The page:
TENTERFIELD Shire Council and its officials will be in for a torrid time over the next three weeks as they attempt to justify huge increases in rates at a series of public meetings.
The council intends to lodge an application for a Special Rates Variation with the NSW government to raise an additional 12 per cent in 2014/15 and a further seven per cent for each of the following three years.
This would be in addition to a forecast automatic three per cent increase under the rate peg allowed by the State Government.
Opponents of the plan say it will mean an 84 per cent increase in rates over the next decade.
The Tenterfield Rates and Anti-Amalgamation Forum (TRAAF) has posed a number of questions to, and accused the council of “mismanagement and unconscionable conduct”.
TRAAF spokesman Robert Walker says staff salary and benefits have consumed the entire income from rates over the last five years.
“Not a red cent of it went to infrastructure in 2012 or 2011,” he said.
Mr Walker disputed a council claim that a survey of ratepayers showed “an overwhelming agreement and acceptance of the necessity for a rate variation” to improve its financial position.
“This statement itself is a nonsense in that it claims an overwhelming number of ratepayers would positively endorse a huge increase in rates,” Mr Walker said. “It is just not human nature to do so.”
He said compounded year-on-year, the proposed increases will represent an 84 per cent hike in rates over the next decade.
Tenterfield Shire Council blames 37 years of rate pegging by successive state governments for its financial position.
“In addition, previous elected councils did not always increase the rates by the allowable rate peg and therefore Tenterfield Shire is even further behind in rates income compared to similar shires,” general manager Lotta Jackson said in a letter to ratepayers.
She indicated Tenterfield Shire had to act “to remain financially sustainable as an independent shire” to stave off a threatened amalgamation with Glen Innes Severn Shire.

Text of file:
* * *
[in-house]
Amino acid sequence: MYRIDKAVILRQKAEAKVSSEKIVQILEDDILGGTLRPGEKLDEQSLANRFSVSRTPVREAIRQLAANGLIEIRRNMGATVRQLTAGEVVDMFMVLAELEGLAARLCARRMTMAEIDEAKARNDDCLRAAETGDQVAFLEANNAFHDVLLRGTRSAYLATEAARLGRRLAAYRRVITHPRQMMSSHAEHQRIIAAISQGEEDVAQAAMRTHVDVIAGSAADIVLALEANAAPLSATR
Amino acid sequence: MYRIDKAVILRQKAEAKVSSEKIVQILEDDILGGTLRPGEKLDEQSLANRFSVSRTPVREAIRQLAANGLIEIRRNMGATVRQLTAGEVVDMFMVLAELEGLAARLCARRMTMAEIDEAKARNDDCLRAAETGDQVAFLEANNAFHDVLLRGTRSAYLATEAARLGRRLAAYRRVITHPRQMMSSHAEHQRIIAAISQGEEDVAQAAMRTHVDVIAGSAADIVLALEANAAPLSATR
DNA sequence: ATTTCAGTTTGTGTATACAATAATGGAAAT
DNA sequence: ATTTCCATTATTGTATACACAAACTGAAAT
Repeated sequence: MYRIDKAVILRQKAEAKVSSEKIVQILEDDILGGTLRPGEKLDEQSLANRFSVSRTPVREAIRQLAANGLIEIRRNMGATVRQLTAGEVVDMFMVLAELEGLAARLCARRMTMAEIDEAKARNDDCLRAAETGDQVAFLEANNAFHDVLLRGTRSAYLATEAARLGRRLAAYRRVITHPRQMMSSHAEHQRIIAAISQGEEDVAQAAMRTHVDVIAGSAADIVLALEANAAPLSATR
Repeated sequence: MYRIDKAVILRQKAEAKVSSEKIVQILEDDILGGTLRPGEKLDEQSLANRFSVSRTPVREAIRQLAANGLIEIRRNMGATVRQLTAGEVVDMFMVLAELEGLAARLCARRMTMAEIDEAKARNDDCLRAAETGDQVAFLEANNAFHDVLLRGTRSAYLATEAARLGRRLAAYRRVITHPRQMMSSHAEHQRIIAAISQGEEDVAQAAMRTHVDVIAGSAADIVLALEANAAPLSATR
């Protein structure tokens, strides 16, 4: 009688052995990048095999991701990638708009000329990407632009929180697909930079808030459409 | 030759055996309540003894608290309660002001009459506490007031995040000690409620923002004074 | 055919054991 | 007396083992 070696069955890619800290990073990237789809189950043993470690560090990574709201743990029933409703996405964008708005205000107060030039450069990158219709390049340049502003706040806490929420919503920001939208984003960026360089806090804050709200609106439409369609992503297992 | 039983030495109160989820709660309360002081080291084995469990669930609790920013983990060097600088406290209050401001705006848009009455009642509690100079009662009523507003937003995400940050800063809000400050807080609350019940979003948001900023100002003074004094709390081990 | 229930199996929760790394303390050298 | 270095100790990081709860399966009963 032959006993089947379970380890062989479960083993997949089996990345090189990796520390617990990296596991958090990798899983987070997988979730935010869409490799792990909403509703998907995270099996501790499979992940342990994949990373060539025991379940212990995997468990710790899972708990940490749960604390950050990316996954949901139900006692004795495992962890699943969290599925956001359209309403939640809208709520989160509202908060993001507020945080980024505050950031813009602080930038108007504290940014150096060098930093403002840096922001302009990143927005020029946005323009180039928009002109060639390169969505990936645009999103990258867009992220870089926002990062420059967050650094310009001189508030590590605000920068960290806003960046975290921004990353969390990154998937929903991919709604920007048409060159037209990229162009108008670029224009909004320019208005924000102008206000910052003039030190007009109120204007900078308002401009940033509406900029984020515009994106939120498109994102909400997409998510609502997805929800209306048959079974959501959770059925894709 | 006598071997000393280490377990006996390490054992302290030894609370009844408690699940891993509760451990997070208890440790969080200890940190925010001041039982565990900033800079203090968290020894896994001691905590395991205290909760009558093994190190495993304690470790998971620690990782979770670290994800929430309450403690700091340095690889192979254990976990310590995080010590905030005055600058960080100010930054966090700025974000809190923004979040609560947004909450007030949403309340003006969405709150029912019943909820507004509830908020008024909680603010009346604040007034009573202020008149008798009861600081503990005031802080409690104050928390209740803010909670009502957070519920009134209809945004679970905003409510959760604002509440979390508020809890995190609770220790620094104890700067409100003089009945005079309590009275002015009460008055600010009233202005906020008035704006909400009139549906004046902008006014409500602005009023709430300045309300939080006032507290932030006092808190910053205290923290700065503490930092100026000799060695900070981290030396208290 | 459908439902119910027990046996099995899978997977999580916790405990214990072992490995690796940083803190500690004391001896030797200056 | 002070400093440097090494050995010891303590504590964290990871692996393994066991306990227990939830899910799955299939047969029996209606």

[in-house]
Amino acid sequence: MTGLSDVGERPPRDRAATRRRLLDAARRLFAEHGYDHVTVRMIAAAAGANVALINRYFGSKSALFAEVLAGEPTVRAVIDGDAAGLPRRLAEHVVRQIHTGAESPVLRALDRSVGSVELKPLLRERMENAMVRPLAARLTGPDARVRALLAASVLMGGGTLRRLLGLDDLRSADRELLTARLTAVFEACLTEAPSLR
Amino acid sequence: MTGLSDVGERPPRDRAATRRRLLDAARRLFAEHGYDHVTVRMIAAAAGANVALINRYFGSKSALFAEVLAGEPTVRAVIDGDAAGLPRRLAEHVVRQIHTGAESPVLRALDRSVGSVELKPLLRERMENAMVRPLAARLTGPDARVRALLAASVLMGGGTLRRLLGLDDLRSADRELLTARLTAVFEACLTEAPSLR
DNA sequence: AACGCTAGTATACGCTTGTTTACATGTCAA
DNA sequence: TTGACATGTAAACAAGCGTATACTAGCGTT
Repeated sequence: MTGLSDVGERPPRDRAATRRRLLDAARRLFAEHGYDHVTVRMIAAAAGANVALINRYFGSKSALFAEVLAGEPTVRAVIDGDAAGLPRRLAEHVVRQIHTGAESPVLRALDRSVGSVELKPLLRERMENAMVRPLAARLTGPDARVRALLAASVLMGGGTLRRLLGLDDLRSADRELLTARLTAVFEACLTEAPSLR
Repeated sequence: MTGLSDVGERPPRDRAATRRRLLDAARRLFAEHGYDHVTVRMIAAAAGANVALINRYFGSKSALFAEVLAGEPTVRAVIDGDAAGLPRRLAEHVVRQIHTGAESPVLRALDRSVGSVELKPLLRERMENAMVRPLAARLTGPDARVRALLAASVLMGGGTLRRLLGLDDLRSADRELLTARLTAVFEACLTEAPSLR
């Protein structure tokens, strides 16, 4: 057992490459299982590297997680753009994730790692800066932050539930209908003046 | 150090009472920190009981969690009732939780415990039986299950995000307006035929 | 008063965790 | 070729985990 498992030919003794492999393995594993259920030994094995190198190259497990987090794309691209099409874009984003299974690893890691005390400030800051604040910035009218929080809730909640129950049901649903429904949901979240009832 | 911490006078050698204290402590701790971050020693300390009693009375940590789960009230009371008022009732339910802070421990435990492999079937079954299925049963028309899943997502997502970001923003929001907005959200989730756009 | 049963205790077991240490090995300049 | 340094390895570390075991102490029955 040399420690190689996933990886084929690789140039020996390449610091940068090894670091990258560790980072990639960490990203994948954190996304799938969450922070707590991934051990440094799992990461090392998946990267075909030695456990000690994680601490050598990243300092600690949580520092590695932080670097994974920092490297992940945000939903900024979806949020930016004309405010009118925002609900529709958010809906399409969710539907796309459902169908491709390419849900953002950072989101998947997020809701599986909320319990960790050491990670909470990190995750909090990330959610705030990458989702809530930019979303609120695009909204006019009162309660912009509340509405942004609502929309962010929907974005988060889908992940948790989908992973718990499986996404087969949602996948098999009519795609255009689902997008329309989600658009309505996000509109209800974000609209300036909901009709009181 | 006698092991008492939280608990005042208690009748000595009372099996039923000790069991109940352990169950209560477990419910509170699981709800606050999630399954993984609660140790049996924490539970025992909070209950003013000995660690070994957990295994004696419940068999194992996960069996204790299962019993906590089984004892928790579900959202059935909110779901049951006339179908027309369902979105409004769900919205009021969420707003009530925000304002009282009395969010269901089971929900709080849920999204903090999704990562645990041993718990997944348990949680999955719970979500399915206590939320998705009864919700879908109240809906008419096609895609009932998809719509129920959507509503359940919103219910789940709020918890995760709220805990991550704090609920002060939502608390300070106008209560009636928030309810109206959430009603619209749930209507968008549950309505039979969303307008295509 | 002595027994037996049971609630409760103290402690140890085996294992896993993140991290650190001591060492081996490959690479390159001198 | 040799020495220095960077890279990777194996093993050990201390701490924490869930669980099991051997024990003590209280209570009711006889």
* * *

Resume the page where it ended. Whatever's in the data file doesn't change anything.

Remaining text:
Ms Jackson proposed a number of alternatives to raise revenue, including reductions in operating costs and levels of service; productivity improvements; property sales and increases in income from leases; and the proposed rates increases.
A recent survey of 560 local governments across Australia ranked Tenterfield Shire a lowly 445 for its economic fundamentals.
It was ranked 301 in the nation for its infrastructure and essential services; and 531 out of 560 for its business sophistication.
Mr Walker said the shire has been caught out beginning its application to the State Government for a Special Rates Variation even before the public consultation process begins.
He was also critical of the 90-minute time limit placed on the eight public meetings to be held across the shire from 29 October to 11 November, saying it limited free speech.


Tenterfield Shire Council has called meetings to discuss council’s response to its economic plight:
Tuesday, 29 October 4.30pm (QLD) 5.30pm (NSW)
Community Hall
Tuesday, 29 October 7.00pm (QLD) 8.00pm (NSW)
Community Hall
Wednesday, 30 October 5.30pm (QLD) 6.30pm (NSW)
Community Hall
Thursday, 31 October 6.00pm (QLD) 7.00pm (NSW)
School of Arts Building
Friday, 1 November 2.00pm (QLD) 3.00pm (NSW)
Community Hall
Jennings Wednesday, 6 November 6.00pm (QLD) 7.00pm (NSW)
Jennings Hotel
Thursday, 7 November 6.00pm (QLD) 7.00pm (NSW)
Community Hall
Monday, 11 November 6.00pm (QLD) 7.00pm (NSW)
Community Hall

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